Posts Tagged ‘spider web’

Returning Bluebirds

The bluebirds moved into my yard recently.

They wouldn’t show up if it weren’t for their bright colors. They can be easy to see if they’re perched just right in the sunlight. They do brighten up a person’s day.

This picture was taken the same day as the ones of the bluebird. I can’t explain why the picture turned out like it did. The white lines in the foreground are strands of spider silk. The other finer strands are part of a spider web. What I don’t understand is the tiny round spots?

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An Aerial Record

I went out early the day before yesterday to take pictures of spider webs.

Music won’t come from this “record,” mainly because it’s a spider web.

A light breeze would flatten the web, which then reflected the colors.

Obviously, this web isn’t flat like the one above. It does reflect similar colors when the positions are right.

Strange Spider Web

This dead pear tree has quite a history.

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Now it houses a spider whose web is about 3 feet high in the tree.

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The silk is so fine the web would be hard to spot if it wasn’t for the “stuff” in it. The “stuff” looks like sawdust. Woodpeckers do visit the tree and “sawdust” would fall when there was activity above … or the spider added it when spinning the web.

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These three pictures of the web weren’t taken on the same day.

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It was an active place when the tree was alive and producing fruit. I have no idea what’s included in the “stuff” in the line … unless it’s somehow young spiders. (They are spider egg cases.)

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The pears would rot and drop when the tree was alive. The rotten fruit then attracted many, many butterflies and other insects  too.

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Red-spotted purple butterflies visited flowers.

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The viceroy resembles a monarch, only the monarch lacks the extra black band on the hindwing.

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Besides the rotten fruit, the hackberry butterflies will also visit animal droppings and carrion.

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A question mark butterfly joined the hackberries. If you look close, you’ll see a faint gold upside-down question mark in the middle of its hindwing.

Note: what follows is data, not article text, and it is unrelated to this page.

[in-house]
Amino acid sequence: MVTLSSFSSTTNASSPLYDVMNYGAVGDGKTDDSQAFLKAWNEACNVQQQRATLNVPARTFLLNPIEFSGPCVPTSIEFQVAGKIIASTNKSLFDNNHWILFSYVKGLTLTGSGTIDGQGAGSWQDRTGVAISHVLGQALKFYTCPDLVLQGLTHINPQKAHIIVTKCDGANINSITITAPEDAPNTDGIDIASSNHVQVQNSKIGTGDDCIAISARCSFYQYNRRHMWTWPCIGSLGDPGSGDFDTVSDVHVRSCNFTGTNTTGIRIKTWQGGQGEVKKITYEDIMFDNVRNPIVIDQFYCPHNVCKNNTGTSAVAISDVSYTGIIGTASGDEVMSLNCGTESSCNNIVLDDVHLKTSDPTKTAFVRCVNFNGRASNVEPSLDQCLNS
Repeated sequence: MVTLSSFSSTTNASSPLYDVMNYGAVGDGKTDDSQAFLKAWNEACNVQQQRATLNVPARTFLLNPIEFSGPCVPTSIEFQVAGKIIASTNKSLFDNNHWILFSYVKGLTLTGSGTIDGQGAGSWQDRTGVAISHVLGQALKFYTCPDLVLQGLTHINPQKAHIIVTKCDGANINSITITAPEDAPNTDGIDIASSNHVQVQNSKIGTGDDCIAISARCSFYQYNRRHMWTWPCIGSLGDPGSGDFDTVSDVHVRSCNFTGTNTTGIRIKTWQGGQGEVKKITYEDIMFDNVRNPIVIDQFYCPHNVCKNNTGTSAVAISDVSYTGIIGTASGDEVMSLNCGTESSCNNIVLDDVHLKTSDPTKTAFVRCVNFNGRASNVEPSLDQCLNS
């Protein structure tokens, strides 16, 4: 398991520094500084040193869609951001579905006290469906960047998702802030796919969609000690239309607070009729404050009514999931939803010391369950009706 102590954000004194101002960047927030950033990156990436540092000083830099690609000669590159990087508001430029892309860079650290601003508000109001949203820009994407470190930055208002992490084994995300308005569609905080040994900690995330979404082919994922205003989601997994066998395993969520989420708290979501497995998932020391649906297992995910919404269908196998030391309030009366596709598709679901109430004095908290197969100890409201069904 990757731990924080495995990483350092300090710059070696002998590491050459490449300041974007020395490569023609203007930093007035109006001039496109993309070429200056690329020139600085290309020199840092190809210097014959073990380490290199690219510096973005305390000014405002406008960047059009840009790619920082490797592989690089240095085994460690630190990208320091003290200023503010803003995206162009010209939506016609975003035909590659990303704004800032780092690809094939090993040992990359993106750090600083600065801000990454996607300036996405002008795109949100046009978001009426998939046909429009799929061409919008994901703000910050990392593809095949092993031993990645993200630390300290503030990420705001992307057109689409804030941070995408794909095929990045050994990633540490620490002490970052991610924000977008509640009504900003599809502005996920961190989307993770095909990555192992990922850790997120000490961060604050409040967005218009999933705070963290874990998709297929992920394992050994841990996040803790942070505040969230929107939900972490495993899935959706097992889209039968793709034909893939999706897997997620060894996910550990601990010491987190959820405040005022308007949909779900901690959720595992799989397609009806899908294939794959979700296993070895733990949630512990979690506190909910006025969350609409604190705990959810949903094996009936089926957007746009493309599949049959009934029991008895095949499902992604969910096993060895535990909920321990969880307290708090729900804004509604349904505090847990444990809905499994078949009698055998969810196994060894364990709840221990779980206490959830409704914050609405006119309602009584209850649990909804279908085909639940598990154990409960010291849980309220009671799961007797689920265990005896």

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The buckeye butterflies have an eye spot on the top of the forewing and two spots of different sizes on their hindwing.

I plan to enjoy the pear tree until it’s all fallen down.

Mystery Solved

The more I researched this, the more confused I became.

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I found this web stretched in the crotch of a dead pear tree in our backyard. The day was cloudy. I had no idea what the “line” was in the center of the web.

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Then I found a smaller web in a clump of sedum. Obviously, it had the same mystery in the center of it too.

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This was an even closer shot of the center of the web. The silk was so thin it was hard to see.

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I didn’t see a spider in any of these webs until today. The bluish shape on the right, near the center of the picture moved. The spider changed its position in the web. It went out from the center and quickly back. I started taking pictures. It was almost impossible to get a focused picture with the small size of the web. My camera kept focusing on the background instead.

I found a position with the leaves behind and showing the spider. At least I solved the mystery of the spider’s location, and that the other shapes are the spider’s egg cases.

P.S. I have found many of these spider and egg cases scattered around the yard.

 

What to think?

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  I took this picture at 8:30 in the morning.

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I was in  such a hurry to take pictures before the light changed. It was a shaft of light, but I couldn’t see the top part. I changed my position several times to get the shaft of light behind the spider web for pictures.

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This shows part of the the web up close. It was a challenge to get the web where it showed the most.

I do believe I’m becoming infatuated with spider webs.

Morning Dew

A strong storm system went through before sunset last night.

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I went straight to the computer after an early breakfast …

and was shocked at the size of a spider web stretching from the pine tree to a vine on part of my rock pile.

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Teeny beads of dew lined all the strands of the web.

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Clouds didn’t detract from the web’s sparkling appearance.

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The web measured 3 to 4 feet tall … or more.

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I was too fascinated to think about its height.

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I wondered just how long it would take a spider to weave a web of that size.

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The sun came out after I got back in the house, giving me this view,

before the spider “took”  the web down for the day.

A Curiosity

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The insect apparently shed its skin after getting caught in the spider web.

It almost looks like a ballerina with extra long legs.